Burlington man photographs stunning images of North Dakota

Through the lens of Erich Linser

Submitted Photo Framed by trees and with rabbit tracks in the snow directing the viewer’s eyes, Erich Linser composed this black and white view of an early day church in rural Detroit Lakes, Minn.

BURLINGTON – Carefully looking through the lens of his camera, Erich Linser creates remarkable and stunning images. With an emphasis on composition, his photographs are pleasing to the eye. He excels at the use of warm evening and morning light, and long shadows.

The Burlington man’s work hasn’t gone unnoticed by North Dakota Horizons magazine, often referred to as North Dakota’s state magazine. Two of Linser’s images have been chosen for the 2021 Horizons scenic calendar.

“Erich is a talented photographer who captures the beauty of North Dakota in his work,” said Annie Bennett, co-editor of Horizons magazine. “North Dakota Horizons is fortunate to have him in this year’s calendar.”

Such recognition is not entirely new for Linser. He has been published by Horizons before, including at least twice on the cover of the magazine. Getting chosen for the calendar is a particular honor. Hundreds of images submitted by photographers throughout the state are viewed by a panel of three judges who select the best of the best for calendar publication.

“We want photographs people will look at for a full month, images that show the true beauty of North Dakota,” said Bennett.

Submitted Photo Erich Linser used a stunning setting sun to help capture this image of a lonesome and aging elevator at Lonetree.

The Linser images that captured the admiration of the judges were “Reflections of Government Bay” taken near Riverdale and “Frosted Passages”, a winter scene in Donnybrook.

“The Government Bay picture was taken three or four years ago,” said Linser. “It was in late March and the ice was out. There was great clouds and calm water. The winter scene in Donnybrook was after three days of frost. It has a lot of contrast and nice lighting. It all came together with good meeting lines in the image.”

“He takes beautiful scenes that make you want to go out and explore North Dakota more,” remarked Bennett. “He is very talented and we are very lucky to have him do this for us. He shows the true beauty of North Dakota.”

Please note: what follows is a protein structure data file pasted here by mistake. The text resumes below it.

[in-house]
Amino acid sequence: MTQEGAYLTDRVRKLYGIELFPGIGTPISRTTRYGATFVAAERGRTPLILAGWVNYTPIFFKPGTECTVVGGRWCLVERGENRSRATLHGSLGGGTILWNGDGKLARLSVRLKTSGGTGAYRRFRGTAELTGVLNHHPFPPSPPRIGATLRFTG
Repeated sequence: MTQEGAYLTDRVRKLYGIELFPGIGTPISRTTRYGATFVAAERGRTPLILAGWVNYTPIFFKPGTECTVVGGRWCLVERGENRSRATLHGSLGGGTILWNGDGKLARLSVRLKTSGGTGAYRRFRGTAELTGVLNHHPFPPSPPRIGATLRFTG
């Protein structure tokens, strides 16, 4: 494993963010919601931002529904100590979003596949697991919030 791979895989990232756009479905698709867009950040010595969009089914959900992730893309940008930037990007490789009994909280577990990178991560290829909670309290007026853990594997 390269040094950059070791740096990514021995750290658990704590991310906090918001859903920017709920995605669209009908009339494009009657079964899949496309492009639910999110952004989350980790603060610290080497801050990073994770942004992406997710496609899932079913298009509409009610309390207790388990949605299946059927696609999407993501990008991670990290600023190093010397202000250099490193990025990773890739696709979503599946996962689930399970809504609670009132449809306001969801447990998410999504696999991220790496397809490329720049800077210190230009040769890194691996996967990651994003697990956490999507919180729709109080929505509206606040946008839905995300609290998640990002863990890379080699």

Linser says he is “not a professional” and that his photography is “just a hobby.” Yet a stirring dose of professionalism jumps out of his photographs, proof that he has a keen eye for what makes a great photograph. It’s an ability that all photographers strive to achieve. He says landscapes are among his favorite subjects but doesn’t limit his talent to a single endeavor.

“I do mostly landscapes, a little wildlife and whatever I come across,” said Linser. “I like farming subjects, the fall harvest and long afternoons. When there’s dust in the sky it makes for great sunsets. I like the long shadows in the winter too.”

Submitted Photo A gravel road draws the viewer’s eye into this remarkable photograph of a swirling storm cloud on the North Dakota prairie taken by Erich Linser.

Another favorite subject of Linser is storms and storm clouds. He says he is not a “storm chaser” but that he “doesn’t turn away and run the other direction” either. Cloud formations and natural lighting accompanying storms can make for good photographic opportunities, especially if a photographer can visualize what image he or she wants to achieve and then have the ability to capture it.

Linser’s work is proof that he excels when composing photographs through the lens of his camera. He has taken pictures of numerous landscapes and scenics that would be the envy of photographers anywhere, work that was clearly recognized by Horizons magazine.

Submitted Photo Harvest time in North Dakota is a favorite subject for Erich Linser. Here he used the fading light of a setting sun to effectively illustrate a long day of work in the field.


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